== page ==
Field Notes: This Local Steampunk Group is Bringing Victorian-Era Fiction to Life

Field Notes explores Honolulu’s vast and varied scenes and subcultures. This month: Steampunk Hawai‘i.

What it is

Steampunk Hawaii Members Victorian-Era Fiction Dress

Photo: Courtesy of Stanley Yamada


A subgenre of science fiction and fantasy featuring aesthetic elements inspired by 19th-century industrial steam-powered machines and technology, “steampunk” was a word first coined by sci-fi author K.W. Jeter. In a letter to Locus magazine in 1987, he used it to describe the style of stories that he and similar authors were creating at the time. These were stories of speculative Victorian-era fiction, similar to H.G. Wells’ The Time Machine and Jules Verne’s Around the World in Eighty Days, where steam power remained in mainstream use.


Thirty years later, the genre is strong as ever. Steampunk Hawai‘i is a local group of customers, craftspeople and other enthusiasts united by a shared interest in steampunk culture and fashion. On Facebook, the group has more than 900 members. 


“Various members of the group had been meeting since around 2010. Artists like Friston Ho‘okano and Won Park, who make intricate steampunk-inspired jewelry, had occasional meetups, but we wanted to host regular events,” says Tracy Chan, one of the group’s organizers. At least once a month, members of Steampunk Hawai‘i will put on their favorite retro-futuristic ensembles and go out for luncheons, fi lm screenings and photo shoots at stylish spots including the Hawaiian Railway Society in ‘Ewa, Foster Botanical Garden and the Honolulu Museum of Art. Anywhere from 50 to 70 people might turn out to take photos and participate.


What to wear

If you’ve ever seen an assemblage of people wearing Victorian articles of clothing such as frock coats, corsets, high boots, bowlers and top hats—and adorned with various industrial accessories such as brass gears or goggles—it’s a safe bet they were members of Steampunk Hawai‘i.


“There are photographers in the group who don’t actually dress up themselves but they love the look and want to take photos and be part of it,” says Star Lavin, another Steampunk Hawai‘i organizer. “Although if anyone’s interested in dressing up but they don’t have gear, I’m always ready to whip open my trunk and offer top hats,corsets, anything.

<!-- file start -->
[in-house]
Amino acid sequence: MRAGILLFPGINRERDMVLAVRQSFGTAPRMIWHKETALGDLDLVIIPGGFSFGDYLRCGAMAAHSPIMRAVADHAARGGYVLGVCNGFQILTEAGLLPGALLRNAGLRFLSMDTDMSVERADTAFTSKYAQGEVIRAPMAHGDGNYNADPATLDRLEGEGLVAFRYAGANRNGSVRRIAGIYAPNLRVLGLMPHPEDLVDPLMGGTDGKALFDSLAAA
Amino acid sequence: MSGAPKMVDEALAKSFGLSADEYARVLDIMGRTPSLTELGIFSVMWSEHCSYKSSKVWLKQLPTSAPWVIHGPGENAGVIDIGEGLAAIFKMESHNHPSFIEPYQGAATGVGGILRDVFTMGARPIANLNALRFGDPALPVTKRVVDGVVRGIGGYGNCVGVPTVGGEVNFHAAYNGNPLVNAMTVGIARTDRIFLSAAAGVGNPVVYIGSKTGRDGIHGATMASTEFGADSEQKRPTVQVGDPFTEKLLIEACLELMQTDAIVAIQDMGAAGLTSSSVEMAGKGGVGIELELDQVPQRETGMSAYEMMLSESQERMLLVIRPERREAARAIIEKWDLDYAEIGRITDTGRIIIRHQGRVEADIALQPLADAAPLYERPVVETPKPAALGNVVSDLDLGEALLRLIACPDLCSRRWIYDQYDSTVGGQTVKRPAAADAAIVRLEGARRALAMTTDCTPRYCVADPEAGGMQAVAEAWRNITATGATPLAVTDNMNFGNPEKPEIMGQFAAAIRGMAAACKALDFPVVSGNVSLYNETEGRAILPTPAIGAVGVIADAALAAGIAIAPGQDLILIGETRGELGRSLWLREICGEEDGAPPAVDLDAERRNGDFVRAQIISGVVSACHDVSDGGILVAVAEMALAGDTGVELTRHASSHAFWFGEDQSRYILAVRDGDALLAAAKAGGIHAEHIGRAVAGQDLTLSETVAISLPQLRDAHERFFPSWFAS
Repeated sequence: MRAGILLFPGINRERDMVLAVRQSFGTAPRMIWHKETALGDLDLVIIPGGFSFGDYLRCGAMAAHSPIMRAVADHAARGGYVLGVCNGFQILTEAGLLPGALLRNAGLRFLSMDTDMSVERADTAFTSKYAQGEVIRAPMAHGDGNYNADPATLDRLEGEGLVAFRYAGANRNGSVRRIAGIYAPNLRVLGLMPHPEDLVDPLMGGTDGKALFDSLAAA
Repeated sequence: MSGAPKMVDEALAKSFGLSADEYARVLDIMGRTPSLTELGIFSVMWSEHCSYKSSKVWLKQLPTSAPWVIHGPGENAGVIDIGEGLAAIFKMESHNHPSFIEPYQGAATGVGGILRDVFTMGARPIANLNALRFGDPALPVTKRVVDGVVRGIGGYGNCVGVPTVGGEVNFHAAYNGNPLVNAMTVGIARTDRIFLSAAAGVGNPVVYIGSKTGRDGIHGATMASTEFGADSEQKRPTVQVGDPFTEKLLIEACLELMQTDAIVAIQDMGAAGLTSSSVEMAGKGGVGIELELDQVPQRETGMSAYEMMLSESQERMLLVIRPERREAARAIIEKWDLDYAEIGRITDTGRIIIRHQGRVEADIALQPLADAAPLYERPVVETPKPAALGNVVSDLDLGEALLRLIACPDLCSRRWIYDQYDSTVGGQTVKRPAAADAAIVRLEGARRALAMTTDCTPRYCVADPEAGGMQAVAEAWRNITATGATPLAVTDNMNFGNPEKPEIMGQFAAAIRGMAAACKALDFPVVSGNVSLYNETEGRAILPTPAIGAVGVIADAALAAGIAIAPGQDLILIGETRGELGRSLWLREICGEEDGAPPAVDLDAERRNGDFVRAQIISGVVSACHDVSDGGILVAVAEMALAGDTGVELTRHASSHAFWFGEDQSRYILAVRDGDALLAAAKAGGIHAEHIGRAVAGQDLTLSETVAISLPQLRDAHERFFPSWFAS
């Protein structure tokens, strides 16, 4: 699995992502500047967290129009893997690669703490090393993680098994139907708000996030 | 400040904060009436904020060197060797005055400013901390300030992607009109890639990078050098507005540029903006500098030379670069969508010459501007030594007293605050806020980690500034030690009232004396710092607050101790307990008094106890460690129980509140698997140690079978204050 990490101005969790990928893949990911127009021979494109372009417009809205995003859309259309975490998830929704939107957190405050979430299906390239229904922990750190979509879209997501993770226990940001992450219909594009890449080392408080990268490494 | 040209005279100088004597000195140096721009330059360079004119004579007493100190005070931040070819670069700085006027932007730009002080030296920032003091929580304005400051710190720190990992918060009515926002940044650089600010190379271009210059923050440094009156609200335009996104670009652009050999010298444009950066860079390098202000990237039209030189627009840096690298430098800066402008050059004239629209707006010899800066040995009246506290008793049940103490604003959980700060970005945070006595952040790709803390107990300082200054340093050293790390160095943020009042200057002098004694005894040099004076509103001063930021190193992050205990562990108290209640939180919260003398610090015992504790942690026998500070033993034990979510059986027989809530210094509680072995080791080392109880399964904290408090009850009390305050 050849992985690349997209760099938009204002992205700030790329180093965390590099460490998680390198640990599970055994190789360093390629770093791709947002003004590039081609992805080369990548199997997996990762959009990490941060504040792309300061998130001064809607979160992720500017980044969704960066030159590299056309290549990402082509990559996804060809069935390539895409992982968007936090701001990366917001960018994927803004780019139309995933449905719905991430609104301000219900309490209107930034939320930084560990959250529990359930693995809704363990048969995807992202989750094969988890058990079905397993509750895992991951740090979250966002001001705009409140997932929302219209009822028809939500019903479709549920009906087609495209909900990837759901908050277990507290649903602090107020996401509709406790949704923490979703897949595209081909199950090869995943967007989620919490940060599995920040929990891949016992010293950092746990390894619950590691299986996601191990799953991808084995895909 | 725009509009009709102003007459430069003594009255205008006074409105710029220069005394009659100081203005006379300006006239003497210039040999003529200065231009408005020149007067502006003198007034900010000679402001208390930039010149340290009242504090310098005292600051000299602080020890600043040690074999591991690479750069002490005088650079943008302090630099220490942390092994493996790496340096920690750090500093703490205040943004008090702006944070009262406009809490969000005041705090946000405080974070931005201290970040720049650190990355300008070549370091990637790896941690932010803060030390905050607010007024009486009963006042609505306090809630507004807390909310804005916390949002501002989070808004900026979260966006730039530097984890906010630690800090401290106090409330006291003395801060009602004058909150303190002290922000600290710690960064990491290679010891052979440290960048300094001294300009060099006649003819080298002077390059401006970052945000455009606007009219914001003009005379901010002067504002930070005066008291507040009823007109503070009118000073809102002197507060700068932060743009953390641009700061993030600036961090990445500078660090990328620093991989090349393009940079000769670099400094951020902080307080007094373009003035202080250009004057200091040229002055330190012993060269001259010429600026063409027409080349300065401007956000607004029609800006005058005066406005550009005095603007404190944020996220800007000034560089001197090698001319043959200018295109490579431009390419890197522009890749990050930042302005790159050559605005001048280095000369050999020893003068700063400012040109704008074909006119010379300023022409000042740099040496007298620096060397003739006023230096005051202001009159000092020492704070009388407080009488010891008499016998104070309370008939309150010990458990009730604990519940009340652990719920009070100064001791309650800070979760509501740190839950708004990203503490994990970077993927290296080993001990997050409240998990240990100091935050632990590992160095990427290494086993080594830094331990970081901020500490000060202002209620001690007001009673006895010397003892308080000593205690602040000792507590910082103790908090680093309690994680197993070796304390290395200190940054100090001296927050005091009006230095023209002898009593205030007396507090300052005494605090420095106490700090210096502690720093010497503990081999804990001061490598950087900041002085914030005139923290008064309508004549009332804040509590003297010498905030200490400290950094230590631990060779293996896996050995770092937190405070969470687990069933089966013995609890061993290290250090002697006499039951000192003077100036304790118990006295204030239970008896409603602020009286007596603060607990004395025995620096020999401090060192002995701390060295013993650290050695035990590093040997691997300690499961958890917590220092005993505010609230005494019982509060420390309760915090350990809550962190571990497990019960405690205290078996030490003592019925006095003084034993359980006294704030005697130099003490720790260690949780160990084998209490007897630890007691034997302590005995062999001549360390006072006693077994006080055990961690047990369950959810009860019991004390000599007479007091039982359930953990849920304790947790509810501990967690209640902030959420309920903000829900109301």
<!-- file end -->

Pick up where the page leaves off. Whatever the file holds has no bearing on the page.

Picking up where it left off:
Who’s there

The group’s members are an eclectic assortment of engineers, scientists, lab technicians, teachers, men and women in the military and magazine associates (disclosure: this includes Chan, who works as digital media manager for HAWAI‘I Magazine, one of HONOLULU’s sister publications). “We have a retired Army dentist in our group.  There’s also a literal cowboy who works in the stables,” says Lavin.


“We have two members on Maui who are super cool and are basically steampunk hippies.  They do ’60s-style tie-dye. flare pants, the works,”  Chan says.  Other participants incorporate their personal heritage into their wardrobe; one Native Hawaiian member has a decked out lauhala top hat.


Every time the group goes out, they come across one or two more people interested in joining, although some become intimated by the mistaken notion that they have to buy elaborate get-ups to fit in.  Chan says that many everyday outfits and clothing can be considered steampunk: “We’ll go buy curtains from Ross and make bustles out of them.  You can make goggles using baby bottle toppers painted gold or silver.  We’ll take scrap metal being thrown out and put that together.  It doesn’t have to cost a lot of money.”


Fun fact: Steampunk in film dates back to the 1902 French silent movie, A Trip to the Moon



Š➸ 20,000 Leagues Under the Sea (1954)

➸ The Adventures of Baron Munchausen (1988)

➸ Wild Wild West (1999)

➸ The League of Extraordinary Gentlemen (2003)

➸ Van Helsing (2004)

➸ The Golden Compass (2007)

➸ Hugo (2011)

➸ Murder on the Orient Express (2017)



Steampunk Hawaii Member Tracy Chan

Tracy Chan, 33

Digital media manager, Makiki

“I love seeing the amazing creativity.  The stuff people come up with and how each person brings their own style to steampunk, it’s incredible.”



  Steampunk Hawaii Member Star Lavin

Star Lavin, 38

Forensic scientist for the Defense POW/MIA Accounting Agency, ‘Ewa Beach

“I used to get in trouble for taking things apart and repurposing them.  My grandfather came home one day and the lawnmower was all over the backyard.”



Steampunk Hawaii Member Chuck Little
Chuck Little, 57

Civil Service for the U.S. Marine Corps, Makiki

“I’m drawn to steampunk because of the uniqueness of the personas that the cosplayers create and the latitude that gives me in creating photos.”